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Screen Teams: Ginger Rogers and Fred Astaire |
In 1942, Astaire competed with Bing Crosby
for the spotlight and the girls (Marjorie Reynolds and Virginia Dale) in
HOLIDAY INN. Produced at
(Crosby's home studio), Fred was destined
to come in second to the hometown star in the film's billing and its
romantic plot. And although Bing
stole the show with his rendition of Irving Berlin's Oscar-winning
holiday hit "White Christmas," Fred has his fair share of exceptional
dance numbers including "Let's Say It With Firecrackers" during the
Independence Day sequence.
Capture Her Heart" (clip) from HOLIDAY INN (1942) sung with
Bing Crosby (a .MP3 file).
Though Astaire was a much more classically trained dancer than
Ray Bolger or Donald O'Connor,
every so often he did perform a comedic dance similar to those for which
Bolger and (later) O'Connor
were famous. In HOLIDAY INN, one such number is a jitterbug
sequence in which a "fractured" (intoxicated) Astaire dances
"rubber-legged" with Marjorie Reynolds (left).
The following year, Fred returned to RKO
and made THE SKY'S THE LIMIT (1943) with
Joan Leslie. It's the story of a famous flier (Fred) who takes leave of his
squadron's personal appearance tour and falls in love with a photographer (Leslie)
but doesn't want her to know who he really is. Astaire is miscast as a
"wolf" who learns to settle down, and the song list is a little weak, but the
highlight of the film is Fred's solo song and dance "One For My Baby (and One
More For the Road)".
Still More Memorable Quotations:
- "He's always had that look. It doesn't mean anything
emotionally. It has something to do with his liver." --as Ted
Hanover in HOLIDAY INN (1942).
- "I love Jim too, but after all -- let's not be too chummy." --as
Ted Hanover in HOLIDAY INN (1942).
- "The word doesn't change. A gentle smile often brings a kick
in the pants." --as Ted Hanover in HOLIDAY INN (1942).
- "Oh, that'll be easy -- like peeling a turtle." --as Ted Hanover
in HOLIDAY INN (1942).
- "I've been this close to marriage before only to find myself the
next day with no bride and a hangover." --as Ted Hanover in HOLIDAY
- "I'll admit my attempt at conversation wasn't so hot. Shall
I try again?" --as Robert Davis in YOU WERE NEVER LOVELIER (1942).
- "I opened my mouth too wide and kept it open too long." --as
Robert Davis in YOU WERE NEVER LOVELIER (1942).
- "Imagine a man like me having to dance for a living." --as Robert
Davis in YOU WERE NEVER LOVELIER (1942).
- "I can't concentrate when you look at me like that." --as Robert
Davis in YOU WERE NEVER LOVELIER (1942).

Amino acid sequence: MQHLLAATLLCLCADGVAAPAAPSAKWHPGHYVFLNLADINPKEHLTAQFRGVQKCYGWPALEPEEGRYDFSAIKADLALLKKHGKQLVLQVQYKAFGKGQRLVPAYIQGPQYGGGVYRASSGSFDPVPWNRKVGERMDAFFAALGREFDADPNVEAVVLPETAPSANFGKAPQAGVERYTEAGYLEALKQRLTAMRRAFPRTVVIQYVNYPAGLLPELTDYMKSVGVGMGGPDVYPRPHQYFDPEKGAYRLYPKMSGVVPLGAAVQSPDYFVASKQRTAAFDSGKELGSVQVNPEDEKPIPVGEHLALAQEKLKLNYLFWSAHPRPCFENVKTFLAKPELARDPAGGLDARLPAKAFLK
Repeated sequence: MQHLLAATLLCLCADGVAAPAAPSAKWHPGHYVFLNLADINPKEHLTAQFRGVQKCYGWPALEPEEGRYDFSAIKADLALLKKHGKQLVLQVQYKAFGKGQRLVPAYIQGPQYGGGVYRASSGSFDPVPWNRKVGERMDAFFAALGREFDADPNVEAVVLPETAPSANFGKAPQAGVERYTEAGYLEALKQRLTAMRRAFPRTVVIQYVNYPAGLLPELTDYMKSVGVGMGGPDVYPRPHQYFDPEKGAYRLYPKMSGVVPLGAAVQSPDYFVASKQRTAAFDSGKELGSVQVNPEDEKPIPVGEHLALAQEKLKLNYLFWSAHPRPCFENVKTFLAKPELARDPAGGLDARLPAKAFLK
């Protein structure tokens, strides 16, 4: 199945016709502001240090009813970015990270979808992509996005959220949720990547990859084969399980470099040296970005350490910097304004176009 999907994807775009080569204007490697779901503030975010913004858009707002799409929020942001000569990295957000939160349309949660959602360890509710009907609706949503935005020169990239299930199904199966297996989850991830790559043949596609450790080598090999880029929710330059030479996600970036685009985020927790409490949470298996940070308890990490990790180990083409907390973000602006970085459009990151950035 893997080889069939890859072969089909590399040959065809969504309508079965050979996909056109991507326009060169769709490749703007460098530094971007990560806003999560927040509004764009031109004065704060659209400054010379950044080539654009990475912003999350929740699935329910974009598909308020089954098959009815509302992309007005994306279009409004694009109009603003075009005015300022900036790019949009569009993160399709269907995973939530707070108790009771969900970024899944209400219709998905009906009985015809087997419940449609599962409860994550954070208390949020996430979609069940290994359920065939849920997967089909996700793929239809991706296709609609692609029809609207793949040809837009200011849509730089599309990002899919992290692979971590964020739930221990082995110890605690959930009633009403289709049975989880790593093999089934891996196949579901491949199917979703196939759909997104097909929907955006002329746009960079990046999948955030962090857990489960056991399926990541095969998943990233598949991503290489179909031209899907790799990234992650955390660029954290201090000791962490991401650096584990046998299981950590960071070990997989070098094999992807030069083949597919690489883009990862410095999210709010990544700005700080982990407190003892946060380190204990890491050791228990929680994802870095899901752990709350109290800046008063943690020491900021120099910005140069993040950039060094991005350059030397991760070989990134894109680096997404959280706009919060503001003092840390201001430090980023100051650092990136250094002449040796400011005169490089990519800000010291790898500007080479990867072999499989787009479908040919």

- "Couldn't I be the fellow who never gets his name mentioned -- the
one they call 'a friend'? You know, 'Ginger Rogers and friend.'"
--as Fred Atwell in THE SKY'S THE LIMIT (1943).
- "Now wait a minute. I've been in some pretty tough spots in
my life, but this is the first time a beautiful girl has ever proposed
to me, and I'm all swept off my feet." --as Fred Atwell in THE SKY'S
THE LIMIT (1943).
BLUE SKIES (1946) was the second of two musicals Astaire made with
Bing Crosby, the first being HOLIDAY INN (1942).
This film also featured a thin plot involving competition for the girl
(Joan Caulfield, this time) and loads of songs by Irving Berlin. And
Bing sang "White Christmas" (and other Berlin
standards like "Blue Skies" and "How Deep is the Ocean?"). But the
dancing was all Astaire. His "Heat Wave" number with Olga San Juan
and his "Puttin' on the Ritz" solo (pictured below) are among the
highlights of the film. Disappointed by what he perceived to be the
general decline of his career however, after BLUE SKIES, Fred announced
his retirement from motion pictures.
Sing "Puttin' on the Ritz" from BLUE SKIES (1946).
A short version
or the longer version
(both .WAV files).
(For help opening these files, visit the
Mostly filmed in 1944 though not ready for release until 1946, ZIEGFELD
FOLLIES was an all-star MGM
extravaganza of music, dancing and comedy routines featuring some of the
biggest stars of the day: William Powell,
Gene Kelly, Lena Horne,
Judy Garland, Lucille Ball,
Fanny Brice, Red Skelton,
Cyd Charisse, Edward Arnold,
Esther Williams and more. Directed by Vincente Minnelli and produced
by Arthur Freed, the film is
relatively plotless and has its low points, but high points include
Astaire's dance solo, "Limehouse Blues," and his duet with
Gene Kelly (whom he always professed was his favorite dance partner (*1)),
the Gershwins' "The Babbitt and the Bromide."
Babbitt and the Bromide" sung with Gene Kelly
(a .MP3 file courtesy
- Taylor, John Russell. "Astaire."
Films and Filming
(August 1987): 21.
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